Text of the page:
Analysis of Secondary Renal Outcomes

We assessed secondary renal outcomes including treatment-emergent renal adverse events, SCr, CrCl, treatment-emergent gross proteinuria (by dipstick), UACR, and tubular proteinuria (urine RBP : Cr and β2M : Cr). Treatment-emergent proteinuria was defined as 1+ or greater proteinuria by dipstick on any occasion during trial follow-up, regardless of persistence. Urine protein-to-creatinine ratio was monitored during the trials, but a change in assay methodology occurring partway through several trials resulted in data unsuitable for integrated analysis. For the analysis of these secondary renal outcomes, we selected a subset of trials that satisfied the following predetermined criteria: randomized design; TAF and TDF arms; and at least 48 weeks of follow-up. Based on these criteria, a total of seven trials were selected, including two treatment-naive studies and five virologically suppressed studies (referred to as switch studies) (Figure 1). To facilitate accurate assessment of CrCl changes in study participants, we excluded participants who switched from an ART regimen lacking a known creatinine transport inhibitor to a regimen containing a known creatinine transport inhibitor (rilpivirine, dolutegravir, bictegravir, COBI, or RTV).[36–41] This approach allowed us to reduce confounding caused by SCr increases attributable to initiation of a creatinine transport inhibitor.

Figure 1.

Characteristics of studies included in the integrated analysis. Treatment-naive studies included in the secondary analysis are highlighted in blue, virologically suppressed people living with HIV studies are highlighted in green. 3TC, lamivudine; ATV, atazanavir; AE, adverse event; B, BIC, bictegravir; C, COBI, cobicistat; DRV, darunavir; DTG, dolutegravir; DB, double blind; E, elvitegravir; FTC, emtricitabine; OL, open label; PI, protease inhibitor; R, randomized; R, RPV, rilpivirine; RTV, ritonavir; STR, single tablet regimen; TE, treatment-experienced; TN, treatment-naive; VS, virologically suppressed.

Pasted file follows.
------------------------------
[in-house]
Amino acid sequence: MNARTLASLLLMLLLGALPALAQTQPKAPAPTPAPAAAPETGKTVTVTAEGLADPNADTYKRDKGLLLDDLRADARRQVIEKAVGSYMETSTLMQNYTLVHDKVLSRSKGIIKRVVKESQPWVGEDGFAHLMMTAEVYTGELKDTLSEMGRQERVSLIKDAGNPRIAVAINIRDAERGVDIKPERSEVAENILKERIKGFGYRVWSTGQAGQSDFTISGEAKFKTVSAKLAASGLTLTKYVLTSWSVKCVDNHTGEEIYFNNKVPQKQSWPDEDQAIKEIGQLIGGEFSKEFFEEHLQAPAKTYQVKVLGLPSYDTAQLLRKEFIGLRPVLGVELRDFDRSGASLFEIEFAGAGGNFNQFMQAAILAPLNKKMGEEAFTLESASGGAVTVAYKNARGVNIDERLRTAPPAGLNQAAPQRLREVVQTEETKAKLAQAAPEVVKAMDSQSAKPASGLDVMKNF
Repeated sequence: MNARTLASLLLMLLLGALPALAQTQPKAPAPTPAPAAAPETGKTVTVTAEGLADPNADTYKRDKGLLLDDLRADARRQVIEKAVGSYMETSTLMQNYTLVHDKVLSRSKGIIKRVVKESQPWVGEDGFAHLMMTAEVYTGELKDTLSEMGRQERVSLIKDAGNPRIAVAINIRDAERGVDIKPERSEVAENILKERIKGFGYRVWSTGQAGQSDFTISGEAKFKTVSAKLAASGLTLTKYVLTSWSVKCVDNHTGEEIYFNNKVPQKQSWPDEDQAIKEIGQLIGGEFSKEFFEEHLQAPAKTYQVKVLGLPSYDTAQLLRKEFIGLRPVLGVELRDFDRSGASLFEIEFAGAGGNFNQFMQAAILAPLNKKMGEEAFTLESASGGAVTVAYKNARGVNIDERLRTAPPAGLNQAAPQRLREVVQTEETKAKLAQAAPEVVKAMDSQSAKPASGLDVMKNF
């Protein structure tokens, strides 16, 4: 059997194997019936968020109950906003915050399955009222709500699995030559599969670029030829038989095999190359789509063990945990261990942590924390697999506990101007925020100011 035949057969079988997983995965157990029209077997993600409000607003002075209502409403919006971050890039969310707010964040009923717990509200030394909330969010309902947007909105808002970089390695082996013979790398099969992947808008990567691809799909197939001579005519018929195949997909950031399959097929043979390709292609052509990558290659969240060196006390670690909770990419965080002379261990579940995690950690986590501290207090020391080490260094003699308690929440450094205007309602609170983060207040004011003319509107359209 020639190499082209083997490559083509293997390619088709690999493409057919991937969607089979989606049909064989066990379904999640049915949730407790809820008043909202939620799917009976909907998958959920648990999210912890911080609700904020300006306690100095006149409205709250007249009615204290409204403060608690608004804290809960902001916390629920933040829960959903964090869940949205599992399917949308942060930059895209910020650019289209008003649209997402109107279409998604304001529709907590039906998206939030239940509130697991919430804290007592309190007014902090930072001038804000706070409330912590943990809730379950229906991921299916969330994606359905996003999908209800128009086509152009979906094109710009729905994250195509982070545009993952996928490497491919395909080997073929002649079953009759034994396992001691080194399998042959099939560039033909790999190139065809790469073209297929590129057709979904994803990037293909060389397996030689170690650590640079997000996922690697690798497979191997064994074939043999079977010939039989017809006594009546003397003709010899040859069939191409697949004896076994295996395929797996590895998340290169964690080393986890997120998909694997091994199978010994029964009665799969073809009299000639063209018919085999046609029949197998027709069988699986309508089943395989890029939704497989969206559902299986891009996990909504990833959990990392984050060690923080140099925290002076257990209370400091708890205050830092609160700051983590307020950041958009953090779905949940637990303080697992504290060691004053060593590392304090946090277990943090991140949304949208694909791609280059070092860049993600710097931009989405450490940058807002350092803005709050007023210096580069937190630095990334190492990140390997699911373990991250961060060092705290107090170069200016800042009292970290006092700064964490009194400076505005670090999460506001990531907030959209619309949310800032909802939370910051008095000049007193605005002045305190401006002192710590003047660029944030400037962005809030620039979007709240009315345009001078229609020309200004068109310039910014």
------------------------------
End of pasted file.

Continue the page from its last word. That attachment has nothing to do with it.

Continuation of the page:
Using these data, we evaluated the incidence rates of treatment-emergent renal adverse events (Appendix Table 2, http://links.lww.com/QAD/B470) and of proteinuria by dipstick. We also summarized change from baseline in SCr and CrCl and percentage change from baseline in UACR, RBP : Cr, and β2M : Cr. We used logistic regression models to compare the differences in incidence rates between treatment groups and linear regression and rank analysis of covariance (adjusted for baseline demographics and disease characteristics selected from step-wise procedure) for change and percentage change from baseline in renal parameters, respectively.

To control for type I error in the testing of multiple secondary renal outcomes hypotheses, we employed the following testing strategies. First, the primary comparisons of PRT and renal discontinuation events in all 26 studies were analyzed using a predefined sequence as described above. Subsequently, hypothesis testing for secondary outcomes was performed using the Holm–Bonferroni method; P values reported in the text are Holm–Bonferroni adjusted.[42,43] We used SAS Software Version 9.4 (SAS Institute Inc., Cary, North Carolina, USA) for all analyses. All studies were conducted according to protocol without substantial deviations.